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Product and intersection of ideals of polynomial ring

  1. Nov 29, 2012 #1
    Let [itex]k[x,y,z,t][/itex] be the polynomial ring in four variables and let [itex]I=<x,y>, J=<z, x-t>[/itex] be ideals of the ring.

    I wanna show that [itex]IJ=I \cap J[/itex] and one direction is trivial. But proving [itex]I \cap J \subset IJ[/itex] has stumped me so far. Anyone have any ideas?
     
  2. jcsd
  3. Nov 29, 2012 #2
    K is an algebraically closed field, of course.
     
  4. Nov 29, 2012 #3

    micromass

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    Try to prove in general that if R is a unital ring and if I and J are ideals such that I+J=R (we say that I and J are comaximal), then [itex]IJ=I\cap J[/itex].
     
  5. Nov 29, 2012 #4
    I have already proved that (and thought of that), but the problem is that these are ideals of a polynomial ring, so that if I+J=k[x] then either I or J IS k[x], otherwise you could not generate the scalars in the field.. (since k-field, it has no nontrivial ideals)

    So this approach won't work. I want to show just this case, not prove the general statement of when the intersection of two ideals in poly ring is equal to their product.

    I just need and argument for I intersect J \subset IJ for this particular case (I already know it is true, I just need to show it).

    Thanks anyways micromass
     
  6. Nov 29, 2012 #5

    micromass

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    OK, well, let's take a polynomial in [itex]g(x,y,z,t)[/itex] in [itex]I\cap J[/itex]. This polynomial must lie in I. This means that all the individual terms of the polynomial must be a multiple of x or of y. So you can write [itex]g(x,y,z,t)=xa(x,y,z,t)+yb(x,y,z,t)[/itex]. Now, g must also lie in J, what does that imply?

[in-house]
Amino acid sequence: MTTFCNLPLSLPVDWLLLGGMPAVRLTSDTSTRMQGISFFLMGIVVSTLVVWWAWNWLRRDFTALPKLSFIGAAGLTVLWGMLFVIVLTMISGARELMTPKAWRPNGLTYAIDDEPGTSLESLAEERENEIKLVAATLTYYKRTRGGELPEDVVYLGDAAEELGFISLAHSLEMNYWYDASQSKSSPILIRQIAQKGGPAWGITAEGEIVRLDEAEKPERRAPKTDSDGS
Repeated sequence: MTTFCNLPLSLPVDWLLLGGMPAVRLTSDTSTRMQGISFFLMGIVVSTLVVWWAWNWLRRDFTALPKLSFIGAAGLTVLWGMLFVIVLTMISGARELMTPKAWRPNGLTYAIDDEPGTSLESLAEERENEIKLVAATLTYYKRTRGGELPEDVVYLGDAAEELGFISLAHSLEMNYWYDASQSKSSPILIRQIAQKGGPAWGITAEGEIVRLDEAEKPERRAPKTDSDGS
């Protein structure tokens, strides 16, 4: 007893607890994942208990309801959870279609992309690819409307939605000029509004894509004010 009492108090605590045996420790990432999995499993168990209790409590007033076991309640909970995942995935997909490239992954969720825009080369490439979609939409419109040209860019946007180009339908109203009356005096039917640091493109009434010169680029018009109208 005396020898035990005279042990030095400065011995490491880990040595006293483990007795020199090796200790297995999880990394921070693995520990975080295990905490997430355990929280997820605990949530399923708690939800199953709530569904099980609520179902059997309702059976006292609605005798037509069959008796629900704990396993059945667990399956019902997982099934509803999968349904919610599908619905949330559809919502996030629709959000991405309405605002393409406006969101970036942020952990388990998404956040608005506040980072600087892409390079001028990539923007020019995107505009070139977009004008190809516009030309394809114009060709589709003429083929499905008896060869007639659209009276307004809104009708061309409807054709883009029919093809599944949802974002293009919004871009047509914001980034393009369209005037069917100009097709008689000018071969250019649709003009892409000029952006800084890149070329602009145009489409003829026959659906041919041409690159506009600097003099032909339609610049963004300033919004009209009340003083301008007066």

7. Nov 30, 2012 #6
    That it is a linear combination of z and (x-t), g=zg'+(x-t)g" for g',g" in k[x,y,z,t].

    The question is what we do from there.

    We know that g(0,0,z,t)=0 (because g in I) hence g(0,0,z,t)=zg'(0,0,z,t)-tg"(0,0,z,t)=0.

    But from here can we conclude that g',g" are in I? I don't see how to do it..
     
  8. Nov 30, 2012 #7

    micromass

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    So, let us look at [itex]zg^\prime+(x-t)g^{\prime\prime}[/itex]. We know that each individual term of the polynomial must be divisble by x or y. So we can write [itex]g^\prime=xh+yh^\prime[/itex], can we not? And the same for [itex]g^{\prime\prime}[/itex].
     
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